Dear one,

This is harder than you expected, isn’t it?

Come now, sit right here. There’s a space beside me on the couch. I can see that you are tired and not yourself. And now you are crying.

But it’s okay. Because even though having a baby has changed your life and everything is chaos, you are still made for this. You are brave and strong. This is a refining fire that will make you even more beautiful. I know this is true.

So sit awhile. Rest. You are going to make it through. You are not alone. See? I wrote this poem just for you.

With love,



The thing about having a baby,
or tumbling through a dark hole night after night
not knowing which way is up or down,
feeling like you’ve lost your way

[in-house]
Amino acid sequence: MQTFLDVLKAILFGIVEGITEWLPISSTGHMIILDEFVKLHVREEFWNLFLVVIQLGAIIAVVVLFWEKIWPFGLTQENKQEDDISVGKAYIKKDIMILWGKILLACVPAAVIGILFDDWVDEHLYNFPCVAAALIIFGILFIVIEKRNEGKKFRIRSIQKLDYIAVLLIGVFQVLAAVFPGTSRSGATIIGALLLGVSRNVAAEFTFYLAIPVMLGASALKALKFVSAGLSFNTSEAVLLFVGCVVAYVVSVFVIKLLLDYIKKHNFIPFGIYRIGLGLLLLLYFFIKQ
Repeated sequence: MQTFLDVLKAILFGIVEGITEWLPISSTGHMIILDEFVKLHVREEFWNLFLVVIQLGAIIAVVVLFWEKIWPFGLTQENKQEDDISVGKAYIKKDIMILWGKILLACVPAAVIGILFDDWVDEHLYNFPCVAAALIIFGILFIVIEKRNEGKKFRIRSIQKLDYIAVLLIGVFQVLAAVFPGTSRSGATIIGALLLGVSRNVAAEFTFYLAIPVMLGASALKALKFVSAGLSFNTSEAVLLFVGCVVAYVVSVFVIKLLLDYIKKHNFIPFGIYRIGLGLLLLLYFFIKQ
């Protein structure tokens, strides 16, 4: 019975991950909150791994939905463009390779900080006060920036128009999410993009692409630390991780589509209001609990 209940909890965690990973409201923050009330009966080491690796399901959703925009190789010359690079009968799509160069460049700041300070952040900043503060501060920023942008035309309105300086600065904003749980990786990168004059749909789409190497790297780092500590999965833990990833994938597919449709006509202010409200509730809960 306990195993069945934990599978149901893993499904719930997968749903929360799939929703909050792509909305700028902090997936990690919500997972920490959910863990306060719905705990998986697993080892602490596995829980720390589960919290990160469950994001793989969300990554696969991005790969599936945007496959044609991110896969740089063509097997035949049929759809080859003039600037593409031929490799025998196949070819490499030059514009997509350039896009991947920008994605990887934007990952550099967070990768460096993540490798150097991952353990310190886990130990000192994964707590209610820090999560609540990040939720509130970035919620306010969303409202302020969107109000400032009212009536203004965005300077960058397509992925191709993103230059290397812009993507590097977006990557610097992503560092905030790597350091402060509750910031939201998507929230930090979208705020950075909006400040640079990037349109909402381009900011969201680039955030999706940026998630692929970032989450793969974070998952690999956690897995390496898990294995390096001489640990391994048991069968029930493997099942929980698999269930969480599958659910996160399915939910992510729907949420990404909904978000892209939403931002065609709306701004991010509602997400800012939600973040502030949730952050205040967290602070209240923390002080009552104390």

and definitely your mind,
with bile and breast milk stains on your shirt,
is that someday your baby will be fourteen.

She’ll help you paint your walls,
and dip the roller in the tray
without making a mess.
She’ll play her music and you’ll sing along to every song,
except the French ones,
and when you ask about the lyrics
she’ll translate for you.
“It’s about guitars and being free,” she’ll say,
pausing with the roller above her head,
“but it’s not as romantic in English as it is in French.”
And you’ll finish the room together wondering
what you’ll listen to after she leaves in a few short years.
Wondering how a nightmare turned into this.

And you’ll want to tell every women
with cracked nipples and crazed eyes:
Hold on.
It won’t always be this deep
or dark
or hard.

Wait for what’s ahead.
Wait for white walls and music.


*First published in Mothers Always Write



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